The Courier News from Blytheville, Arkansas on June 6, 1949 · Page 2
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June 6, 1949

The Courier News from Blytheville, Arkansas · Page 2

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Blytheville, Arkansas
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Monday, June 6, 1949
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Page 2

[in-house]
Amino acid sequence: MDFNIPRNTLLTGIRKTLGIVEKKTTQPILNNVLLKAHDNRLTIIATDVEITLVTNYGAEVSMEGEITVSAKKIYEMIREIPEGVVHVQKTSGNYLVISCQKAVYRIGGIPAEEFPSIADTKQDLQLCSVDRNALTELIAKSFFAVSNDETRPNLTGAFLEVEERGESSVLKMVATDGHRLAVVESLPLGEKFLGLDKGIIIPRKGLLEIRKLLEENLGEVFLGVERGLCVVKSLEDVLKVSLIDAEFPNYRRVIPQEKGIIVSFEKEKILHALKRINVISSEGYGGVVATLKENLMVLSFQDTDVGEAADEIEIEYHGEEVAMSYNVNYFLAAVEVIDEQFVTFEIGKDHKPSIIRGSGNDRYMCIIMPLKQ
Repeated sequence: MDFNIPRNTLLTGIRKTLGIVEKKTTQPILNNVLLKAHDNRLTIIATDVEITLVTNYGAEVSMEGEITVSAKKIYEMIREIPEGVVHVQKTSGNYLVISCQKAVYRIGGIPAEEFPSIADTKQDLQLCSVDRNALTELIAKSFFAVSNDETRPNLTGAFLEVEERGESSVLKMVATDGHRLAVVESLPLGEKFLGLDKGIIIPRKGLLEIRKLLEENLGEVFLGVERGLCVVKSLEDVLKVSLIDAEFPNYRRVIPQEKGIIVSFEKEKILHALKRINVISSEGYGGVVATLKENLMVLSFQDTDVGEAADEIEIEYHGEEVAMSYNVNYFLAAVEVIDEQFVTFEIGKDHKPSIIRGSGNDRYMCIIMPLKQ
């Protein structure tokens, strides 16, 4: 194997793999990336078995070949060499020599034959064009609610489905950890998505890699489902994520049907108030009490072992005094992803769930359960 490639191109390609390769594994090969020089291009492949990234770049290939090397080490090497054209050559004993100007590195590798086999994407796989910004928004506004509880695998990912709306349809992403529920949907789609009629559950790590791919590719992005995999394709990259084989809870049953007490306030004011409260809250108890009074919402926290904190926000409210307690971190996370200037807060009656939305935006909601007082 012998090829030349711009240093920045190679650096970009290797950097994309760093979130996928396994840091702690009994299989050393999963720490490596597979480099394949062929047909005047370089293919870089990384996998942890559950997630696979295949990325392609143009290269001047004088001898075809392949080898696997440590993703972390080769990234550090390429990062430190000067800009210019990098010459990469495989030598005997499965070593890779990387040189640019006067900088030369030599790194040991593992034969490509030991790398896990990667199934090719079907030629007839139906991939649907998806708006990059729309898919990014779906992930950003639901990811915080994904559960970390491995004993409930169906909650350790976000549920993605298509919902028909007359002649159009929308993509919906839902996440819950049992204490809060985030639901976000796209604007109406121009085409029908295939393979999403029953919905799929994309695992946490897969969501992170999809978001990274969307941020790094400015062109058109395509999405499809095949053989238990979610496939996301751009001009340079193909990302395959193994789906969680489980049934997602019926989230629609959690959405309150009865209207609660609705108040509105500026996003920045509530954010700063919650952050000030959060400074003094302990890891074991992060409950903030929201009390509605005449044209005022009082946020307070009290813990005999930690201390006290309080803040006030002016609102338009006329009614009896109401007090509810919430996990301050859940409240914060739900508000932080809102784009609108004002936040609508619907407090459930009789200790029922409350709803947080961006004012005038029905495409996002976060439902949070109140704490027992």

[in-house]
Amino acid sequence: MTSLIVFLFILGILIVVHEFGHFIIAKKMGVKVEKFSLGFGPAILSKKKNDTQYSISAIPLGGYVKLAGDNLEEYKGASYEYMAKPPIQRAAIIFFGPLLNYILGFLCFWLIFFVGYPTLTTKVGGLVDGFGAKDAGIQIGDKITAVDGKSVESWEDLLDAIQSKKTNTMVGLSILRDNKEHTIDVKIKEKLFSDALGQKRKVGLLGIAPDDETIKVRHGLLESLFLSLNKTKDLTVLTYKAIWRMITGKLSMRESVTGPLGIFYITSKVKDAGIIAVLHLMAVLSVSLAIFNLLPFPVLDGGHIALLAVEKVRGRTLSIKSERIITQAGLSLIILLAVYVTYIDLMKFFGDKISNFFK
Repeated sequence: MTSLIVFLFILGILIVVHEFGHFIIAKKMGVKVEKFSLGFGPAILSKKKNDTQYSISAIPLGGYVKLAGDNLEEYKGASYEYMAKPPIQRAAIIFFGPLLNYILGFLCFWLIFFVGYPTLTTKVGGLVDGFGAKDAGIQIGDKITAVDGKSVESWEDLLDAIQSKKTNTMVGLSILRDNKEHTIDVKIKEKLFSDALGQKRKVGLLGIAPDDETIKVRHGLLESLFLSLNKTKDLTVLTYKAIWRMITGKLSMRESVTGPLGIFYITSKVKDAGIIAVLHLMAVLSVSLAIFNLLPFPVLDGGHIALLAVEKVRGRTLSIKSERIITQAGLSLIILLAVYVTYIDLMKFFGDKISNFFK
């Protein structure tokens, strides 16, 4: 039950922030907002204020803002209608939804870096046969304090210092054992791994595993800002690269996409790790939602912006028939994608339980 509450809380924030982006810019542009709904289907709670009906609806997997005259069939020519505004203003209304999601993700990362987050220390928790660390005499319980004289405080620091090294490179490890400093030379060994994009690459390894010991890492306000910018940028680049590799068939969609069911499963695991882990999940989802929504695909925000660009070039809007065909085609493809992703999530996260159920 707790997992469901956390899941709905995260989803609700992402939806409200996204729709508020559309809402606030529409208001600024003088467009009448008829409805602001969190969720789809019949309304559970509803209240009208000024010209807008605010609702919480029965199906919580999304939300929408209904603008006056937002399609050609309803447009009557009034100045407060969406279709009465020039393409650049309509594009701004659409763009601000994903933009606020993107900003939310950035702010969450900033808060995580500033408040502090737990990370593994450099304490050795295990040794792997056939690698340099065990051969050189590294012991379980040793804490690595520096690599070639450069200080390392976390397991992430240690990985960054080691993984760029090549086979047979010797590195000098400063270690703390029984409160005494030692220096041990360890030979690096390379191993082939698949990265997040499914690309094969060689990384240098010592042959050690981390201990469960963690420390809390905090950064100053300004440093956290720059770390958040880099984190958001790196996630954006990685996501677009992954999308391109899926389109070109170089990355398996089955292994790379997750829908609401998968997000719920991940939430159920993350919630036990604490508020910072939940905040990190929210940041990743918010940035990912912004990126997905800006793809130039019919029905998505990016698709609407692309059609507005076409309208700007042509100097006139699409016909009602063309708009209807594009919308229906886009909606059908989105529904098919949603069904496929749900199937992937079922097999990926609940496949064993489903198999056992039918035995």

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FACT TTTO BLYTHEVTLLE (ARK.)' COURIER NEWS MONDAY, JUNE 8, 1949 U. of A. Library Gets 2 Paintings Work of Arkansas' Artist to Win Fame S«Ht to FaycttevilU FAYBTTEVrUJS, Ark. — Two Currier »nd Ives prints of th« fam- oiu paintings, "The Arkansas Traveler" and "The Turn ol the Tune," have been obtained by the University of Arkansas Library and are being displayed for the first time during the present commencement season. The two prints, which were secured through Milton L. Bernstein, one of the nation's leading experts on Currier and Ives prints. are in excellent condition, as they h«ve been kept in a portfolio for many years and their brilliant coloring hat never faded. The prints were lithographed and hand colored about 1870. The two prints are on display la a case in the loan room of the library, with additional displays of material penaining to the Arkansas Traveler being shown in additional cases In the foyer of the library. Th». picture. "The Arkansas .Traveler," was painted in 1868 by Edward Payson Washburn, and it became so famous the artist started a companion painting. "The Turn of the Tune." His death in 1860 came before he had completed tic second picture, and it was completed by an unknown artist. The original painting of "The Arkansas Traveler" now hangs in a private home in Russellville. but the original painting of "The Turn of the Tune" has been lost. Only reprints of tt are now In existence. Washburn, the first native of Arkansas to acquire fame as a painter, was born in 1831 at Dwlght Mission, -which was founded nertr Russellville by his father, the Rev Cephas Washbum. More U.S. Airmen To Be Stationed In Britain Soon LONDON, June 6 I/Pi—MaJ. aen Leon W. Johnson told : -a group o1 former IT. S. war correspondents today the number of American airmen In Britain soon will be raised to 12.000. Johnson is commander of the Third Air Division, which has headquarters here. About 8,000 airmen already are stationed in the United Kingdom, including personnel of three B-29 groups and a big maintenance field at Burtonwood. Johnson's disclosure that the number will be increased 5fl per cent was made in a speech to 37 ex-war reporters who arrived by plane from America today for a peacetime trip to the Normandy invasiodi brschheadm." % < y,"' •• They will revlatt the beadles Monday, the fifth'^anniversary of D-Day. : Royal Air force Marshall Lord Tedder welcomed the correspondents at London airport and said "it U good to see them all again 'GLAD TO HE OUT OF AMERICA'—Gerhart Eislcr (left), ball-jumping Communist, receives yght from C/.ech Deputy Minister of Information Lumlr Civrny alter his arrival at the airport at Prague, Czechoslovakia, following plane trip from England. Slated for leading role in the Rus- JHII zone of Germany and a chair at the University of Leipzig, lie expressed gratification on being In Chechoslovakia "instead of in the America of that damn fool Tom Clark and the UnAmcrlcan Activities Committee." (AP Whephoto via radio from Paris). Officials Blame Filipino Lover For Planting Time Bomb in Plane American Youth, Who Wonts to Be Germon Citizen, Starts His New Life MANILA, June 6 C/Pi—Officials, theorized loci ay thai a Filipino lover erased his rival by hiring three men lo blow up a piano. The craft vanished May 7 with 13 persons aboard. Two of the passengers were Americans. A dispatch from Daet, takeoff point on the ill-starred flight, said mi ex-convict and a youth with a police record had admitted planting a time bomb aboard the Philippines Air Lines plane. National Bureau of Investigation agents said they believe a Filipino hired the two and n third man still at large to blow up the plnne. They said the plane carried the husband of the woman he loved. The agents said the evidence hod been turned over to the prosecutor at Duet. No formal complaints have been filed. This is the story the agents told: The two Filipinos said they were paid §92.50 by the lover to get the bomb aboard the plane the husband :as to take to Manila. The escaped convict took a box o the air lines office and had it weighed and tugged. O" the way to the airport, the second Filipino switched the tags to another box. This box was placed aboard the plane. Agents said the bomb was set :o go off 30 minutes after the twin- engine Douglas plane took off. The plane left Dnet, HO miles east, of Manila, in perfect weather. A hort time later all contact with it WHS lOSt. Air line officials in Manila were pulled. They said the plane was in good trim and was manned by experienced pilots. They suspected kidnapers might have had a hand in the disappearance. T^iree days later, fishermen near Alabat Island. 10 miles ea.st of Manila, reported they had seen nn explosion in the air on May 1, On May 13, I he pilot's body and wreckage washed ashore. The wreckage showed untiiistiikiible signs of lui explosion, j -Police immediately went looking- for n man who put a 15-pound box, supposedly containing fish, aboard the plane at Daet. Hi ere were nine passengers and a Filipino crew of four aboard. Among the passengers, besides the Americans, were two white Russian refugees from China. The Americans were Luriwig J. Sundecn, 48. Litchfield, Minn., and Robert Parker, '.J7, Rochester, N. Y. remind ourselves of certain ns i" the past." Johnson said in his address that cooperation between the U. S. and British Air Force "was never better." "It was gond In the war but t is even better now," he added. Read Courier -Ness Want Ads By Donald Doane FRANKFURT, Germany, June *— OPj—Danlel McCarthy, the American youth who wants to be * German, was .set tree t'oday to see what It's like living here penniless and without a ration card. His determination to give up American citizenship was unshaken by trans-Atlantic telephone pleas from his mother in New Hyde Park, Long Island, N. Y., and the reasoning of US. military author- Hies here. \ The American Military Government decided the -22-year-old ex- Gl con It! have the run of the country without ball. He was ordered to appear June 13 for trial on charges of entering Germany Illegally. * The U.S. district attorney, William F. Johnson icf St. Louis, Mo.),who has tried to dissuade McCarthy from dropping his American birthright, recommended waiving the $500 bail previously asked for the youngster's release. Mother ,>lukes Futile ('ten '•The only value of bail is to make sure a man won't lice," John- soil told District Judge Fred J. Conn <of Raleigh, N.C.). "and this man shovs no indication of wanting to flee, in fact, his offense is that be insists on staying here." McCarthy .smiled as the Judge let him go. "I still intend to give up my American citizenship as soon ns possible." lie said. Friday night Johnson put out $30 of his own money to connect McCarthy by telephone with hi mother on Lony Island. The youngster was unmoved by his mother's protests. "It's L. step 1 feel necessary and advisable to take," lie tolc her. To reporters here McCarthy said: "I fell in love with Germany when I spent 20 months here ns a soldier, and I want to live here." McCarthy now will get a taste of what it's like Jiving as a German before he can renounce his U citizinslup. Without money or a foot ration card, he prepared to mov< into the home of a German friend To Live with Friends There he will share a four-room third-floor apartment with Her Josef Kippes and his wife and year-old daughter. "I knew Kippes very well when I attended the Army school hen in Frankfurt as a soldier ar.d he die clerical work for the school," Me Cavthy said, "We kept. In touch b; mail while I was in the U.S. am now he has offered to help me." McCarthy sari he had no jo offers and wouldn't know where U look for one. Someone suggested that new reg ulntions would permit him to liv on the German economy withou giving up his U.S. citizenship. Me SHEET METAL WORK —OF Custom work for gins, alfalfa mills, oil mills. Ciislos Sheering up to 1/4 inch thickness Frank Simmons Tin Shop 117 Soiilh liroiidway Phone 2651 COME DOWN — Cpl. William Burns appears to be climbing down this tower with a parachute to steady him. Actually it's just the camera angle, for lie is descending in mid-air during a paratrooper demonitiiuion at Fort Sheridan. III. IT'S TIME TO SHINE WITH 7H£SHME7HAT it has a hard-wax Finish GRIFFIN • TAN • OXttOOO WARNING! The American Institute ot Redlgeralton would like to warn yon that impropci fur storage con do more harm than good to your furs, nils Internationally recognized, non-profit organization recommends thai furs be stored only where consistently cold, dry air will preserve their supple beauty. The Institute's own engineers have Inspected and approved Cur storage faciliMrs at Blytheville Laundry-Cieancrs. who, exclusive in Blythcvillc, have been awarded their CERTIFIED Seal. This seal la your assurance of complete protection lor yowi furs— your Insurance against Jo*s by fire or tbelt while stored. Don't ; chances with your precious IUTS. Catt 4418 today. BLYTHEVILLE LAUNDRY-CLEANERS PARE MOVES UP—W. Walton But- terworlh, 45, career diplomat and director of the Office ol Far Eastern Affairs, was appointed Assistant Secretary of State for Far Eastern Affairs in a major reorganization of the State Department. His appointment is expected to be challenged by Senate critics ol present U. S. policy in China. ! arthy replied: "1 am not looking for loopholes. :t is a matter of principle with me If I remain an American my first :iuty would be to America. One can't very well live as a German and do his best by his new home if he still has another idea in the back of his hrad." r*i I! Sour milk Is a favored drink in some parts of Europe. COMPARE THE PRICE! COMPARE THE FEATURES! COMPARE THE PERFORMANCE AT44ES OOLER. WADE FURNITURE CO. Trade With Wade* 210 Soiilh Second Phone HIS 'CONTROLLED COMFORT 1 relaxes you from today prepares you for tomorrow • Perfect rest and relaxation, and ir- rcsislibfe comfort , are yours lo enjoy every night ... on a genuine Spring- Air mattress and box spring. Scientific, Spring-Air mncrspnng nulls provide luxurious "Controlled Comfort" advantages (automatic adjuMrnent to every body curve and body movement) lo everyone regardless of their weight. Details explained at right. Come in for demons I ration and the '"real inside story 1 ' about Spring-Air advantages. SUMACI COMTORT . cotton teUparMirtjt (upholste cushions body from spring c IAct. give* turfuce soflnfM *nd tux'ify "feel" to ft Sprinf-.Air CONTOUR COMPORT Th-s first \\i liurwr of sptcUt Kair -sprinz coils pive K>Jl, IT) t- urioui 3'iv port to ill body con* tours »n« *peetil hunyancy to li£ht«rpatt*of the body aueh w aims *nd legs. SUPPORT COMFORT Firm j'ipporL lo heavier portions of (he body is provMtj by th« iniddre >cclion of t he" hour- nla»" spring coil*, where sfrnn* Irrv-'irvnatift compression strength • re K«iter. SLEIP COMPORT . Ai m»ny M TiTo* Jfftrtttl lypn , of irrinc coils, »fit*HJ(eclty (»- tafia throughout, lerp edges W A f^. Furniture Co "Trade With Wade and